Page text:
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The Quest For The Perfect Facebook Ad

I’m about to unveil a Facebook campaign we recently rolled out at Digital Marketer… and it’s not your average campaign.
I’m not only going to show you the ad copy and images we tested…
I’m also going to show you the exact Facebook split testing structure we used:
That allowed us to split test…

  • 2 “Marketing Messages”
  • 2 Audiences (for both marketing messages)
  • 3 Ad Copy Variations
  • 4 Ad Images

…for a total of 36 different ad variations within 4 different Facebook campaigns (144 ad variations total)!
This is how you find PERFECT Facebook Ad(s).
But, before I dive into the campaigns you need to understand a major change in the way Facebook organizes your ads…

How to Organize Facebook Ad Campaigns

On March 4th of this year, Facebook rolled out a new “campaign” structure. The campaign structure is the way that Facebook organizes all of your ads within your account.
There are three “levels” to the structure:

  1. Campaign
  2. Ad Set
  3. Ads

Think about it like Russian nesting dolls…

  • The campaign is the “house” in which everything lives (the doll on the far left).
  • The ad sets live within the campaign.
  • The ads live within the ad sets.

Here’s a screenshot from our Power Editor to help you get a better idea.
You have multiple ad sets within a campaign, and multiple ads within those ad sets…
In the example above, you can see that we have 6 campaigns selected, within those 6 campaigns there are 18 ad sets, and within those 18 sets there are 72 ads total…
You get the idea!
Facebook created this hierarchy to help us stay organized.
They also (and more importantly) created this hierarchy to help us TEST!
So, why does this matter to you? You could have Googled this “Campaign Structure” stuff, right?
Well, one of the biggest questions we get inside of Digital Marketer Lab is, “How do I actually split test with Facebook ads?”…. and more importantly, “How do I test multiple variables at once?”
The way Facebook describes it is that you should test the “objective” (website conversions, website clicks, event RSVPs, etc.) at the campaign level…
That you should use the ad sets to test the audience, or targeting…
…and that you should use the ads to test your “creatives” (ad copy, image, etc. — all in ONE test).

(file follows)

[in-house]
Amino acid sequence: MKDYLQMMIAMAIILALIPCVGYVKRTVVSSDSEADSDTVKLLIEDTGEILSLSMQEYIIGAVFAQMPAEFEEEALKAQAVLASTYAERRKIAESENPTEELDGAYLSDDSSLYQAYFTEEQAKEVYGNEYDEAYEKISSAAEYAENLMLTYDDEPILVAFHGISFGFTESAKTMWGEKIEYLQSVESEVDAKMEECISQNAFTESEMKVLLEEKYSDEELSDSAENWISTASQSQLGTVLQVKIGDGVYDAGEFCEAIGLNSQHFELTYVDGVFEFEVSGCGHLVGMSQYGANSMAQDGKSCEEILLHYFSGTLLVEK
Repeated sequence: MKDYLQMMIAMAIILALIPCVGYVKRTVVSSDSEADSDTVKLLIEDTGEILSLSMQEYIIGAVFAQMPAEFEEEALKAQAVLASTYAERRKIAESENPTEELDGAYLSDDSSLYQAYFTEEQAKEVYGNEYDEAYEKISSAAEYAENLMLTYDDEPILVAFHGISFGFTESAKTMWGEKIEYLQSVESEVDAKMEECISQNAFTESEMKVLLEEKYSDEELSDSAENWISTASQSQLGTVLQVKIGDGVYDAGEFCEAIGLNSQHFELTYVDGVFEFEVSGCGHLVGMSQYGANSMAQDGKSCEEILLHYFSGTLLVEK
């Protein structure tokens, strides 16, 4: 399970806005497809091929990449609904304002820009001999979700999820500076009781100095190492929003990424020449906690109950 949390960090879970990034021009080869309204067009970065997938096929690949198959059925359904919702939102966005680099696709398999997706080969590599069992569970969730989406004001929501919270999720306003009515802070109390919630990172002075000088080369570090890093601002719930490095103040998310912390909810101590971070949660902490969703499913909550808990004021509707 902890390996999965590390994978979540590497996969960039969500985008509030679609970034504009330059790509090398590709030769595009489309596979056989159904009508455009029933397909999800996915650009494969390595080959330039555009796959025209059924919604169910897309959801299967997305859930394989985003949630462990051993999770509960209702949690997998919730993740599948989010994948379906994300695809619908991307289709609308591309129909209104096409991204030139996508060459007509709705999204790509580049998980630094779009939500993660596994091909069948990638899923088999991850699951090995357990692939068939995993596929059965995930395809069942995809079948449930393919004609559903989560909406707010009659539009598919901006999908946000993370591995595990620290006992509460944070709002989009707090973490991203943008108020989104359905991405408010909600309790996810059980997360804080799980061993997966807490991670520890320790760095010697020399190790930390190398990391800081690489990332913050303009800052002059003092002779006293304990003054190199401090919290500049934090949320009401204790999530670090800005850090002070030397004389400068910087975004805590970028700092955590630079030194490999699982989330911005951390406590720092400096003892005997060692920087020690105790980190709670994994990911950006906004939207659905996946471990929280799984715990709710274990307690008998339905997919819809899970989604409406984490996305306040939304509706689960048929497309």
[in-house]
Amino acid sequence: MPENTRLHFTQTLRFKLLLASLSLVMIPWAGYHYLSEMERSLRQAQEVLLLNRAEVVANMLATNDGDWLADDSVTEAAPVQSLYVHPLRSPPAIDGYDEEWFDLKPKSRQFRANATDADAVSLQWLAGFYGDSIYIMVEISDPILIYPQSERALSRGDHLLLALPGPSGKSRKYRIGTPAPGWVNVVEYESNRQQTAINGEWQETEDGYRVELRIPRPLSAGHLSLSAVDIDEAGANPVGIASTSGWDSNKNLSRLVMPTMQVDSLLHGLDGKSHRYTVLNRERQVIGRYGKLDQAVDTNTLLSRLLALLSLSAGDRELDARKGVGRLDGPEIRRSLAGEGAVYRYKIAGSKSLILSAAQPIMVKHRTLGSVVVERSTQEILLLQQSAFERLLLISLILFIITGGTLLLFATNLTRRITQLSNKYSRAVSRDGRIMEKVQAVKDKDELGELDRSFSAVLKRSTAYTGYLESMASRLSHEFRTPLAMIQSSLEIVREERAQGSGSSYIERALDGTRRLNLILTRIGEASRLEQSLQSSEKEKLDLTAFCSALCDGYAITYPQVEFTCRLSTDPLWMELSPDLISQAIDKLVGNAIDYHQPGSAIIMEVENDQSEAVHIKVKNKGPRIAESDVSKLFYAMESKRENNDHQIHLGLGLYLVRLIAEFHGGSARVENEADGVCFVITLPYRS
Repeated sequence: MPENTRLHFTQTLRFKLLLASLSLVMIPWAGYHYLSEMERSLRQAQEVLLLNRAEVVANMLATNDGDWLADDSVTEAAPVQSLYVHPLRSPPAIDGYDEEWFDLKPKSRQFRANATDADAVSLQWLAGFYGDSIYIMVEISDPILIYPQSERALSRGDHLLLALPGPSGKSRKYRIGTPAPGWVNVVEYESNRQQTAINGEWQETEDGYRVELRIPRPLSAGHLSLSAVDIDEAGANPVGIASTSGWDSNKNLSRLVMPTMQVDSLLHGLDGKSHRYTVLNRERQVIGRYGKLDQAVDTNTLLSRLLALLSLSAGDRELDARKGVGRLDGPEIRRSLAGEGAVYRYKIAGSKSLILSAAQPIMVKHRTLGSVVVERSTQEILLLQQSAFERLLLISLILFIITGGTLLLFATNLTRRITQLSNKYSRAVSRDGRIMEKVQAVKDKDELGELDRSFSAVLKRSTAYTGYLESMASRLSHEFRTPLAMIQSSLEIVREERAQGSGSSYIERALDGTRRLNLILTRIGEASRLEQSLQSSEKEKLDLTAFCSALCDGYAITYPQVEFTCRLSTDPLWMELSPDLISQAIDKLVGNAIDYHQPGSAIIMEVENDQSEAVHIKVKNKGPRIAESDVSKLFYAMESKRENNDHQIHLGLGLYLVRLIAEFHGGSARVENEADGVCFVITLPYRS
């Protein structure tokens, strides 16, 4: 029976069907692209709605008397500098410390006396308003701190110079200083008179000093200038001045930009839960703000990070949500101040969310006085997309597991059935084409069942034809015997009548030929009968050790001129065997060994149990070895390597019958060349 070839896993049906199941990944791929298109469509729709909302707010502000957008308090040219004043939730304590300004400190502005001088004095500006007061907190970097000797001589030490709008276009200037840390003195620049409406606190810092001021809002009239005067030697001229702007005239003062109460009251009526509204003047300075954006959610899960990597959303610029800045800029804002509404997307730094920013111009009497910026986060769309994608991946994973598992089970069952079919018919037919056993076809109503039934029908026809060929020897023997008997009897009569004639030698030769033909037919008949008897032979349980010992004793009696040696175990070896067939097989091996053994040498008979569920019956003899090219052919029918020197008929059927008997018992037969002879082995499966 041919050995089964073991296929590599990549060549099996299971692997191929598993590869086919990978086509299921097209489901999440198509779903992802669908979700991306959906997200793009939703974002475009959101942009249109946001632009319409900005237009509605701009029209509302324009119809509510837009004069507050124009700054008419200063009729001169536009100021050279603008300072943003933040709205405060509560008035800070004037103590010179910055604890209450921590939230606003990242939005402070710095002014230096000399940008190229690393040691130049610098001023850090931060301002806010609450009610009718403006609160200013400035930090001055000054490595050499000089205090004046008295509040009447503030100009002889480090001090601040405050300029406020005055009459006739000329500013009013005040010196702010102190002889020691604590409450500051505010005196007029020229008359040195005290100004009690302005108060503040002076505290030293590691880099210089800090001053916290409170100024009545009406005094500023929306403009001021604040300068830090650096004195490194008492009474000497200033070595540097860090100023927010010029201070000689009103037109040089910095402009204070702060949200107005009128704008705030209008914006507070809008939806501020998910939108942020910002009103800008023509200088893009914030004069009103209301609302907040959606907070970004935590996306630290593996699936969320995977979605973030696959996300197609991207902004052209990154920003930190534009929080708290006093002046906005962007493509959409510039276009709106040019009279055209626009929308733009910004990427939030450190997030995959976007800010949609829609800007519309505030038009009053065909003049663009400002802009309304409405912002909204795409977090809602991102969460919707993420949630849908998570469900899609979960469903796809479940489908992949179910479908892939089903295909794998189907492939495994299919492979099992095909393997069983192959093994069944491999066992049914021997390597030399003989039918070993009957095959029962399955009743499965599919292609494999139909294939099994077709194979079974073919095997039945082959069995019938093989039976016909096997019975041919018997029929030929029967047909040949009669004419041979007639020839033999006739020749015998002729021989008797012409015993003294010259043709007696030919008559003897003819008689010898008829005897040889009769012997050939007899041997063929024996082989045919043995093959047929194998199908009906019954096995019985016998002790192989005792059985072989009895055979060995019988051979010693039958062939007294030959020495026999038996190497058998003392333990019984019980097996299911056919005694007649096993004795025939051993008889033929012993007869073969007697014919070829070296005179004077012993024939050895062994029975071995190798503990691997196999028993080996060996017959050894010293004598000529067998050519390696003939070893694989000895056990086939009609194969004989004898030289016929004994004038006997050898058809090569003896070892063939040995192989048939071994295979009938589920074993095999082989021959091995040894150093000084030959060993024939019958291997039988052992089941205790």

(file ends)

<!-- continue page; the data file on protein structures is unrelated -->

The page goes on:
But, what if you want to test ad copy and images at the same time? How can you run a proper split test if you’re throwing them all in the same ad set?
What if you want to test ad copy, creative, and targeting all in one campaign?
As digital marketers, we know that a simple tweak in ad copy, image, or targeting can have a MAJOR affect on your campaign.
Believe it or not… there’s a major performance difference between this ad…
and this one….
What’s the difference? The ad copy!! The first ad is generating leads for almost a DOLLAR less than the second ad.
So, if we’re not able to properly test all variables… how do we optimize the campaign to achieve the PERFECT ad?
Now let me actually show you how we overcame our testing frustrations with our “Double Your Sales” ad campaign…

Facebook Ad Split Testing Case Study: The Double Your Sales Campaign

Double Your Sales is a free, 6-week course presented by Infusionsoft and Digital Marketer. The course is aimed for business owners, and teaches them how to DOUBLE their business with one simple formula.
The ultimate goal of the course is to eventually sell prospects Infusionsoft (a CRM) and our email marketing product, The Machine.
When we first began planning the campaign – we knew we wanted to shoot for two different “marketing messages”.
One was more direct and spoke to the end results of Double Your Sales… the premise was “6 Ways to Double Your Business in 2015”. The images were to be more professional.
The second spoke to a pain point… “Is your business stuck?” We used images of cute animals that looked “stuck” and they were to be more light hearted and eye catching.
The marketing messages defined the ad copy and images for their respective campaigns.
So there we sat again, wondering the best way to structure this campaign to test as many variables as possible… and here is what we devised…
As you can see, the first marketing message is at the top, labelled “Double Your Business”. The second is below, labelled “Are You Stuck?”
We selected two audiences that we would target, and we wanted to run BOTH marketing messages to BOTH audiences to see which would perform better.
But, instead of using the campaign level to test “objective” (we already knew we wanted to optimize for conversions because we were running traffic to an opt-in form) we decided to use the campaign level to test different audiences.
So, as you can see in the green below – we have FOUR different ad campaigns set up, two for “Double Your Business” and two for “Are You Stuck?”. This allows us to test both marketing messages to two audiences at the same time.
Now, let’s talk about the “Ad Set” level. Facebook says that this should be used to test the targeting. Well, we used the ad sets to test COPY
We created 3 different copy variations for both marketing messages. One was short, one was longer, and one leveraged the Digital Marketer and Infusionsoft brands (we’ll show the ads in just a bit).